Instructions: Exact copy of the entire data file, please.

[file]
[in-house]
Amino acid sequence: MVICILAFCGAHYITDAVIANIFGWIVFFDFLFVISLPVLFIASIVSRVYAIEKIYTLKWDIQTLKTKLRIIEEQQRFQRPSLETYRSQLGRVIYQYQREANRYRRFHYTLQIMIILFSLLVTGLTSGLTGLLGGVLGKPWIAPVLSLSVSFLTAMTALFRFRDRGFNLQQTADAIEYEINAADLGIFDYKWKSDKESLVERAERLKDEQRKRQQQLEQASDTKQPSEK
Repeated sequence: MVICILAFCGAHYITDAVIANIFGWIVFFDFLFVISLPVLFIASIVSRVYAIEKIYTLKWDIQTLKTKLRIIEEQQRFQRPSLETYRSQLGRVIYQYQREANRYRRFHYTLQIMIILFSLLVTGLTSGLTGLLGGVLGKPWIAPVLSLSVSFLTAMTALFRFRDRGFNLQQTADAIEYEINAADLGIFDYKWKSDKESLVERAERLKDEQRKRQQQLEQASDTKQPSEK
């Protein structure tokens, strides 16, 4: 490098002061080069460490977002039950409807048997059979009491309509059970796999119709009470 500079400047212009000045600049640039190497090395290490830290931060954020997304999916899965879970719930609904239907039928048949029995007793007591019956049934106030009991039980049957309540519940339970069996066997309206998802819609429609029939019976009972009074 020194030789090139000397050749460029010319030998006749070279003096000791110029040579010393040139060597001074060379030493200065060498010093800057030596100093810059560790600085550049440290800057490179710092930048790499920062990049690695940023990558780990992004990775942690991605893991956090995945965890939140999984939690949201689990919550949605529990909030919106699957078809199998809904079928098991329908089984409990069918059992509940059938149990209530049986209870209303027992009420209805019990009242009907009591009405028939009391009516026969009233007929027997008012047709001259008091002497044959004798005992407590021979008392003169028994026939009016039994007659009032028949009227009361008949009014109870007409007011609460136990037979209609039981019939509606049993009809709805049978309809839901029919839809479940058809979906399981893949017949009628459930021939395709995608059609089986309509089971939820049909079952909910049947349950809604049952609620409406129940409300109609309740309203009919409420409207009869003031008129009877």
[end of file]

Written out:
[in-house]
Amino acid sequence: MVICILAFCGAHYITDAVIANIFGWIVFFDFLFVISLPVLFIASIVSRVYAIEKIYTLKWDIQTLKTKLRIIEEQQRFQRPSLETYRSQLGRVIYQYQREANRYRRFHYTLQIMIILFSLLVTGLTSGLTGLLGGVLGKPWIAPVLSLSVSFLTAMTALFRFRDRGFNLQQTADAIEYEINAADLGIFDYKWKSDKESLVERAERLKDEQRKRQQQLEQASDTKQPSEK
Repeated sequence: MVICILAFCGAHYITDAVIANIFGWIVFFDFLFVISLPVLFIASIVSRVYAIEKIYTLKWDIQTLKTKLRIIEEQQRFQRPSLETYRSQLGRVIYQYQREANRYRRFHYTLQIMIILFSLLVTGLTSGLTGLLGGVLGKPWIAPVLSLSVSFLTAMTALFRFRDRGFNLQQTADAIEYEINAADLGIFDYKWKSDKESLVERAERLKDEQRKRQQQLEQASDTKQPSEK
């Protein structure tokens, strides 16, 4: 490098002061080069460490977002039950409807048997059979009491309509059970796999119709009470 500079400047212009000045600049640039190497090395290490830290931060954020997304999916899965879970719930609904239907039928048949029995007793007591019956049934106030009991039980049957309540519940339970069996066997309206998802819609429609029939019976009972009074 020194030789090139000397050749460029010319030998006749070279003096000791110029040579010393040139060597001074060379030493200065060498010093800057030596100093810059560790600085550049440290800057490179710092930048790499920062990049690695940023990558780990992004990775942690991605893991956090995945965890939140999984939690949201689990919550949605529990909030919106699957078809199998809904079928098991329908089984409990069918059992509940059938149990209530049986209870209303027992009420209805019990009242009907009591009405028939009391009516026969009233007929027997008012047709001259008091002497044959004798005992407590021979008392003169028994026939009016039994007659009032028949009227009361008949009014109870007409007011609460136990037979209609039981019939509606049993009809709805049978309809839901029919839809479940058809979906399981893949017949009628459930021939395709995608059609089986309509089971939820049909079952909910049947349950809604049952609620409406129940409300109609309740309203009919409420409207009869003031008129009877």